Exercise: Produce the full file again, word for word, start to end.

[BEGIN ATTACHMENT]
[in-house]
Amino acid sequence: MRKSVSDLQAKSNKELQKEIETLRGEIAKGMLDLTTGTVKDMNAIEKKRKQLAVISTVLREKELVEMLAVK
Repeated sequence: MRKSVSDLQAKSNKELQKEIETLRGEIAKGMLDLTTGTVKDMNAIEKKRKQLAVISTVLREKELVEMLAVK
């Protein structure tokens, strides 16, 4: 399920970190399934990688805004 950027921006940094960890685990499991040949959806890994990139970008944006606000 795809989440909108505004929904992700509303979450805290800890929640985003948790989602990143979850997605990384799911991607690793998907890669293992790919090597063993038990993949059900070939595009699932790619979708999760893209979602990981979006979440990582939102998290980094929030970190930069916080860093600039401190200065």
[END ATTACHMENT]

[in-house]
Amino acid sequence: MRKSVSDLQAKSNKELQKEIETLRGEIAKGMLDLTTGTVKDMNAIEKKRKQLAVISTVLREKELVEMLAVK
Repeated sequence: MRKSVSDLQAKSNKELQKEIETLRGEIAKGMLDLTTGTVKDMNAIEKKRKQLAVISTVLREKELVEMLAVK
């Protein structure tokens, strides 16, 4: 399920970190399934990688805004 950027921006940094960890685990499991040949959806890994990139970008944006606000 795809989440909108505004929904992700509303979450805290800890929640985003948790989602990143979850997605990384799911991607690793998907890669293992790919090597063993038990993949059900070939595009699932790619979708999760893209979602990981979006979440990582939102998290980094929030970190930069916080860093600039401190200065």